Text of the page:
Weingart, S. N., Flug, J., Brouillard, D., Morway, L., Partridge, A., Bartel, S., ... Connor, M. (2007). Oral chemotherapy safety practices at US cancer centres: Questionnaire survey. British Medical Journal, 334(7590), 407-409. https://doi.org/10.1136/bmj.39069.489757.55

Oral chemotherapy safety practices at US cancer centres : Questionnaire survey. / Weingart, Saul N.; Flug, Jonathan; Brouillard, Daniela; Morway, Laurinda; Partridge, Ann; Bartel, Sylvia; Shulman, Lawrence N.; Connor, Maureen.

In: British Medical Journal, Vol. 334, No. 7590, 24.02.2007, p. 407-409.

Research output: Contribution to journalArticle

Weingart, SN, Flug, J, Brouillard, D, Morway, L, Partridge, A, Bartel, S, Shulman, LN & Connor, M 2007, 'Oral chemotherapy safety practices at US cancer centres: Questionnaire survey', British Medical Journal, vol. 334, no. 7590, pp. 407-409. https://doi.org/10.1136/bmj.39069.489757.55
Weingart SN, Flug J, Brouillard D, Morway L, Partridge A, Bartel S et al. Oral chemotherapy safety practices at US cancer centres: Questionnaire survey. British Medical Journal. 2007 Feb 24;334(7590):407-409. https://doi.org/10.1136/bmj.39069.489757.55
Weingart, Saul N. ; Flug, Jonathan ; Brouillard, Daniela ; Morway, Laurinda ; Partridge, Ann ; Bartel, Sylvia ; Shulman, Lawrence N. ; Connor, Maureen. / Oral chemotherapy safety practices at US cancer centres : Questionnaire survey. In: British Medical Journal. 2007 ; Vol. 334, No. 7590. pp. 407-409.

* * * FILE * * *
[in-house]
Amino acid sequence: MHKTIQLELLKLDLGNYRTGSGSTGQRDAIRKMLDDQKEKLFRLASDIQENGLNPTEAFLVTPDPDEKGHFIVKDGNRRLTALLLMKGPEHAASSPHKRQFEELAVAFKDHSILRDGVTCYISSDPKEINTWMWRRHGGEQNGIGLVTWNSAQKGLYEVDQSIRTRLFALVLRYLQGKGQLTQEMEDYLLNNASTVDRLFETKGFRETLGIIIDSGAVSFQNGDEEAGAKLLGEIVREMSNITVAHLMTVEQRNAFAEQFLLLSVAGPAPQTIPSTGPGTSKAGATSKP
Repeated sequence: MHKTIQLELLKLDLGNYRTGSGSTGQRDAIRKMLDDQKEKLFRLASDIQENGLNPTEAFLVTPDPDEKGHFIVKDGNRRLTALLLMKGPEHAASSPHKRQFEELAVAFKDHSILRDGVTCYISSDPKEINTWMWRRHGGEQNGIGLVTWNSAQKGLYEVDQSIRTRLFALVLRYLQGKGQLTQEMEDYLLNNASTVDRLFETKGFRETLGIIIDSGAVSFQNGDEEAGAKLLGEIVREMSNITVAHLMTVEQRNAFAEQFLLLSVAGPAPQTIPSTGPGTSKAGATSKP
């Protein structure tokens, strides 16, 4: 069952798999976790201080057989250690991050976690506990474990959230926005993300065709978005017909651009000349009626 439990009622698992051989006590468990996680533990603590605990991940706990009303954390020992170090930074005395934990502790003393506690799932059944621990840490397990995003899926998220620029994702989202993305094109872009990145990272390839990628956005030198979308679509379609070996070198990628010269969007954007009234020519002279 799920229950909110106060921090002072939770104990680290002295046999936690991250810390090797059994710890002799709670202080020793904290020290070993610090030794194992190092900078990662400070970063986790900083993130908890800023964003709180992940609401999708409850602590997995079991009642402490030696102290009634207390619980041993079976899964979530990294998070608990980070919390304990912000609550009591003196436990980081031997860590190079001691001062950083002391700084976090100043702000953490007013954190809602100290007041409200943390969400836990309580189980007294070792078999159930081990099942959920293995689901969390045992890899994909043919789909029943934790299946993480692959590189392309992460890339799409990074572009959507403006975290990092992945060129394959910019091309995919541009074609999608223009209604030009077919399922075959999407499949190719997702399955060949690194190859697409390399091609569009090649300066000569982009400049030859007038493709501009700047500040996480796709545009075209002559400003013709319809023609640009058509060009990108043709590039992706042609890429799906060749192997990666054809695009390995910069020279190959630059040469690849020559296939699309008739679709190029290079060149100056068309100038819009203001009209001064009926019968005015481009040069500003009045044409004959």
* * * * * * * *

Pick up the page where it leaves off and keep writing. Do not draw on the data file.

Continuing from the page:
@article{803eee4ef5054eb7b3c3c23282149181,
title = "Oral chemotherapy safety practices at US cancer centres: Questionnaire survey",
abstract = "Objective: To characterise current safety practices for the use of oral chemotherapy. Design: Written questionnaire survey of pharmacy directors of cancer centres. Setting: Comprehensive cancer centres in the United States. Results: Respondents from 42 (78{\%}) of 54 eligible centres completed the survey, after consulting with 89 colleagues. Clinicians at 29 centres used handwritten prescriptions, two used preprinted paper prescriptions, and six used electronic systems for most oral chemotherapy prescribing. For six commonly used oral chemotherapies, on average 10 centres required a diagnosis on the prescription, 11 required the protocol number, four required the cycle number, nine required double checking by a second clinician, 14 required a calculation of body surface area, and 14 required a calculation of dose per square metre of body surface area. Only a third of centres requested patients' written informed consent when oral chemotherapy was given off protocol. Nearly a quarter (10) of centres had no formal process for monitoring patients' adherence. In the past year respondents at 10 centres reported at least one serious adverse drug event related to oral chemotherapy, and respondents at 13 centres reported a serious near miss. Conclusion: Few of the safeguards routinely used for infusion chemotherapy have been adopted for oral chemotherapy at US cancer centres. There is currently no consensus at these centres about safe medication practices for oral chemotherapy.",